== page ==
Does size matter? Rethinking the importance of scale in consumer goods companies

Published: September 16, 2010

Executive summary

Since the 1980s, managements and boards in the consumer packaged goods (CPG) industry have been on a quest to get bigger — the conventional wisdom being that the best shareholder returns would accrue to companies with huge brands and the scale to compete in developing markets. But this assumption has turned out to be misleading, certainly over the last decade.

Instead, the best performers from the perspective of total shareholder returns have been small CPG companies with relatively narrow product portfolios supported by three to six differentiated capabilities.

These small companies exhibit “coherence,” a state in which their capabilities, product portfolios, and market strategy (what we call a “way to play”) all fit together. Coherence allows these companies to be efficient in their activities, disciplined about their portfolios, and unmatched at the capabilities that matter most to customers.

The importance of coherence does not mean there is no value at all to scale. In fact, scale is still critical for CPG companies trying to expand into developing markets. There the near-term advantage is to the swift, and the scale of a Procter & Gamble, for example, does represent an advantage. In general, scale matters more in markets that don’t have well-developed retail infrastructures than in markets that do.

No CPG company is perfectly coherent across all of its businesses. Indeed, there is so much incoherence in certain sectors that a company can often gain an advantage simply by being less incoherent than its rivals. At a management level, the practical question is where to pursue coherence full bore and where to tolerate some level of incoherence. The answer will depend on the company’s international profile and product portfolio, and on its sense of how the sectors it competes in will evolve over time.

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Highlights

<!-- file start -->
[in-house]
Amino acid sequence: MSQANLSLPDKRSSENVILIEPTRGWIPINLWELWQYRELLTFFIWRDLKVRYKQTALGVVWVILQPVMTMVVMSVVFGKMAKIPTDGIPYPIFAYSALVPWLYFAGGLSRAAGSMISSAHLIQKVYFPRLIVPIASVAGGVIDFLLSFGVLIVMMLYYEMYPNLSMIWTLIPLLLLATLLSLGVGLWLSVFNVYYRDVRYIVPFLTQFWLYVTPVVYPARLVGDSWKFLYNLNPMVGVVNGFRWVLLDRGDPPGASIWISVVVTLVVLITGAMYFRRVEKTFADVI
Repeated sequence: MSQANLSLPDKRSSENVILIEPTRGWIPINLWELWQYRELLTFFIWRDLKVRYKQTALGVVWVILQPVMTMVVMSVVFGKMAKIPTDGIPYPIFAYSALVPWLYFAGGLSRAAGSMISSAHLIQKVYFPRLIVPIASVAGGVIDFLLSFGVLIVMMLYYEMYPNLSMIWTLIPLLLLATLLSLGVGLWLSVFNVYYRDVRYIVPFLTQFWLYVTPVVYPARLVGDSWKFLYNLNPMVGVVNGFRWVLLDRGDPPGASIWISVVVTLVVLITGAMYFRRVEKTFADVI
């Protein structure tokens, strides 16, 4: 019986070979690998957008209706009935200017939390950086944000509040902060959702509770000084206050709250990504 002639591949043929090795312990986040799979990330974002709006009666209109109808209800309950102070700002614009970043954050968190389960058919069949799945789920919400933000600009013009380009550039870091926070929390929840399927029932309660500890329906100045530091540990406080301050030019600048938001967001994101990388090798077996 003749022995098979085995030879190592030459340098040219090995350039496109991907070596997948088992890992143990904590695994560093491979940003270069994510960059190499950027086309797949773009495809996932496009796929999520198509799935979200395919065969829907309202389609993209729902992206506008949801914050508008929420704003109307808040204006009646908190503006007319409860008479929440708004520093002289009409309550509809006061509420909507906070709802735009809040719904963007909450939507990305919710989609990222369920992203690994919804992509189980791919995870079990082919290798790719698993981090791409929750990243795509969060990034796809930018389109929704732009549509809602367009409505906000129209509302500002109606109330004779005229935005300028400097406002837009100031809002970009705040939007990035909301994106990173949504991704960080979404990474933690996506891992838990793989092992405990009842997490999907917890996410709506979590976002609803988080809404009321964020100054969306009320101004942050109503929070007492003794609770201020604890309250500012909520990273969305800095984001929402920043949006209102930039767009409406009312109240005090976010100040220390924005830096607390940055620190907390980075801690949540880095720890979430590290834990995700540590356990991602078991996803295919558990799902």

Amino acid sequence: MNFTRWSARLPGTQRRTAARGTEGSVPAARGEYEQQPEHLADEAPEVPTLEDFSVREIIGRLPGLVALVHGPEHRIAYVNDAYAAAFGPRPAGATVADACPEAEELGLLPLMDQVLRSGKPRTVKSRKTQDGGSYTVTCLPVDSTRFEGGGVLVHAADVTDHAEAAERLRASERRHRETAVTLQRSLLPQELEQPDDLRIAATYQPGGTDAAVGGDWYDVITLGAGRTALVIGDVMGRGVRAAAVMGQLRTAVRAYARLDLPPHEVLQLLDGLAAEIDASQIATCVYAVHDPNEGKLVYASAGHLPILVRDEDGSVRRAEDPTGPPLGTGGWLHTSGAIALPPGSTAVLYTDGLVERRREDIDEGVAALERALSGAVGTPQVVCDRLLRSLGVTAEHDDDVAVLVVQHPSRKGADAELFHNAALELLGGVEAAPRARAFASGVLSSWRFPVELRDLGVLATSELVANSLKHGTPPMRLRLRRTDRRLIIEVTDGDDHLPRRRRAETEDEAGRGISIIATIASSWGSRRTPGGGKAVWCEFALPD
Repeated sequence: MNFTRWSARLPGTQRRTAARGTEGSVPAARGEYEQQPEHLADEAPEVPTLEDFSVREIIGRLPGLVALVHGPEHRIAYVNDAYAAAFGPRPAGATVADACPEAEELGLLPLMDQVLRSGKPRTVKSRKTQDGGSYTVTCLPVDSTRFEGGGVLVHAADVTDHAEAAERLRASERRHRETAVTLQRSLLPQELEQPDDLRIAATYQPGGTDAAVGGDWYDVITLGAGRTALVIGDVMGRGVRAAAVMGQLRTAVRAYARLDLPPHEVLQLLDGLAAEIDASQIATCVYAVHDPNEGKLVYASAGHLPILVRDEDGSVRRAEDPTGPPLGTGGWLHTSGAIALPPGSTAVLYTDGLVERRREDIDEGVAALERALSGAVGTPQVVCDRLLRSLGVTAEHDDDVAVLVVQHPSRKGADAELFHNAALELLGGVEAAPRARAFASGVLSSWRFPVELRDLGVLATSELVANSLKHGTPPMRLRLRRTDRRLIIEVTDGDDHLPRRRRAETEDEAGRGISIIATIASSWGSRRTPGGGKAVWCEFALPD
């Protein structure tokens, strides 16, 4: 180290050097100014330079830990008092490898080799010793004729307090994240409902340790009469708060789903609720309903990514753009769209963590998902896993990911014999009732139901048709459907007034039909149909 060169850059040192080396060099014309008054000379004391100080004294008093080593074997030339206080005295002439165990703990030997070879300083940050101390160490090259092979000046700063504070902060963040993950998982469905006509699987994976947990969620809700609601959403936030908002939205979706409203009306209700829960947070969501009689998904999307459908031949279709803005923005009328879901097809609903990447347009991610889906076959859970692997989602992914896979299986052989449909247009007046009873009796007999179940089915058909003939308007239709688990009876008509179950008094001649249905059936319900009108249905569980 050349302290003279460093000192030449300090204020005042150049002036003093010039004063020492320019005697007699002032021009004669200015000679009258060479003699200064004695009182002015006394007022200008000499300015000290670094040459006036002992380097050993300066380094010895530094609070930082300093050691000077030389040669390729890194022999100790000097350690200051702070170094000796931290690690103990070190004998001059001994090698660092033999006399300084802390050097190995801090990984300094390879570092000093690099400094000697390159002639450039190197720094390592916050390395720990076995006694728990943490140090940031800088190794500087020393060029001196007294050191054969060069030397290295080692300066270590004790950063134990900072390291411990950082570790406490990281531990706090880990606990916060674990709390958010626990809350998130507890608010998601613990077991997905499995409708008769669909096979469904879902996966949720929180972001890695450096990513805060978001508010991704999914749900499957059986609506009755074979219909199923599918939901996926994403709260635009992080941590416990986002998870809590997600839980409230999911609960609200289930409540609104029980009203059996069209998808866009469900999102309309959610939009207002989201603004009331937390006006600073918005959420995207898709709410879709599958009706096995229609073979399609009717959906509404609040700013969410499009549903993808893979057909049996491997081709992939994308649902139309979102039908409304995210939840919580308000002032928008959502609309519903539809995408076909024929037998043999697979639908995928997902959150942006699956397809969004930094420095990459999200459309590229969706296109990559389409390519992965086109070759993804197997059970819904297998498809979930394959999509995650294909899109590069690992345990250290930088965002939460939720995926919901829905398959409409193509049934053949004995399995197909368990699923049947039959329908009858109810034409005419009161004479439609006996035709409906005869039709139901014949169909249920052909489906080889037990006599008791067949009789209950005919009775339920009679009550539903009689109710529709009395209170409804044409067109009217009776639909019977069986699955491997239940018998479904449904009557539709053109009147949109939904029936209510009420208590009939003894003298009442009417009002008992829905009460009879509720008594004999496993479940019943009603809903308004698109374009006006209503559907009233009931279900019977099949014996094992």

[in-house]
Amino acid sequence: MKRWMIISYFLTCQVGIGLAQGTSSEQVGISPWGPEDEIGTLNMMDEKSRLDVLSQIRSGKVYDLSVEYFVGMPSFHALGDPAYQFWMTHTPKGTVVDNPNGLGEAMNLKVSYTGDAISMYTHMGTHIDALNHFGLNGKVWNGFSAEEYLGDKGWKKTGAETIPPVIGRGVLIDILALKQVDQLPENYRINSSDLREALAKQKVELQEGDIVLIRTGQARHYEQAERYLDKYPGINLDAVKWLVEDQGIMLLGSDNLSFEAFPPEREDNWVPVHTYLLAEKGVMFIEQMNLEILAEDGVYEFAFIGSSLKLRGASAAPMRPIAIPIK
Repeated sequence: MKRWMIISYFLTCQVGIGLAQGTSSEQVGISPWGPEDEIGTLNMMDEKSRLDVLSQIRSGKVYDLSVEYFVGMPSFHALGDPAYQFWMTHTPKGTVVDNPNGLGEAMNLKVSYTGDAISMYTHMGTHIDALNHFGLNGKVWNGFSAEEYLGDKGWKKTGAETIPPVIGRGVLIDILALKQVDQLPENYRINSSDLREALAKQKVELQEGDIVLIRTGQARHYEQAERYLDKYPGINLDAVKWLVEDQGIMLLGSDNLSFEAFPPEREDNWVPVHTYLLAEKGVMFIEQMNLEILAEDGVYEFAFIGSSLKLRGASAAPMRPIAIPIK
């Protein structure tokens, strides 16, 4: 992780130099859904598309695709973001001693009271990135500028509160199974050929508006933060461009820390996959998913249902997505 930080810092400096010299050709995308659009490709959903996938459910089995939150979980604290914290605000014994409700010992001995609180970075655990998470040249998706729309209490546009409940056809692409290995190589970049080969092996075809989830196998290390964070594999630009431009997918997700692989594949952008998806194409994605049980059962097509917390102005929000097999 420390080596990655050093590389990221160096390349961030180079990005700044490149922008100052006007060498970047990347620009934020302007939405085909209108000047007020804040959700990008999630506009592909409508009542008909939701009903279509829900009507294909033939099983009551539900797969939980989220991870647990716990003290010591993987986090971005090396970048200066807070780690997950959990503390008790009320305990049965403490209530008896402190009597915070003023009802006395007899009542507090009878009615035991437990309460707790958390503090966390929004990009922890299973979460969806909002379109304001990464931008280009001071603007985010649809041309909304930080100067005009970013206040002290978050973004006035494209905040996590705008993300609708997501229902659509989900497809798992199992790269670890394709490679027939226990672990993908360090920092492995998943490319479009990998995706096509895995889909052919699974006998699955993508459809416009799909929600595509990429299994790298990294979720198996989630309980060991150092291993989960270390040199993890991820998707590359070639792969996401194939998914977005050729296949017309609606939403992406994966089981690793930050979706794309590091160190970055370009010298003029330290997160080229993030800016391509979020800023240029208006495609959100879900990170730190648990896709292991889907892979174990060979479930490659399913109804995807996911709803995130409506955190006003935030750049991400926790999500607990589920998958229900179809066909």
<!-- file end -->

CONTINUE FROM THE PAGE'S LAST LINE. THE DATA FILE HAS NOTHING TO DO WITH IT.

• The traditional kind of scale has lost some power in the CPG industry in recent years, as a handful of smaller companies have produced the best returns for shareholders.
  • These small companies have what may be called “scale at the shelf” — meaning they offer multiple brands at various price points and with different propositions. This is a type of scale that does remain important and is enabled by capabilities.
  • The shift toward capabilities has been accelerated by media fragmentation, the availability of outsourcing, and a consolidated retail environment. Retail consolidation has leveled the playing field and given small CPG manufacturers a way of getting broad distribution.
  • Most emerging markets, by contrast, don’t have consolidated retail infrastructures. That is why the Procter & Gambles of the world — those with scale — are rushing to those markets and finding a degree of success there that is eluding them back home.
  • CPG companies need to decide what they have to offer — what their differentiated capabilities are — in order to determine their market strategy, their degree of internationalization, and the products they are going to sell.

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Does size matter? Rethinking the importance of scale in consumer goods companies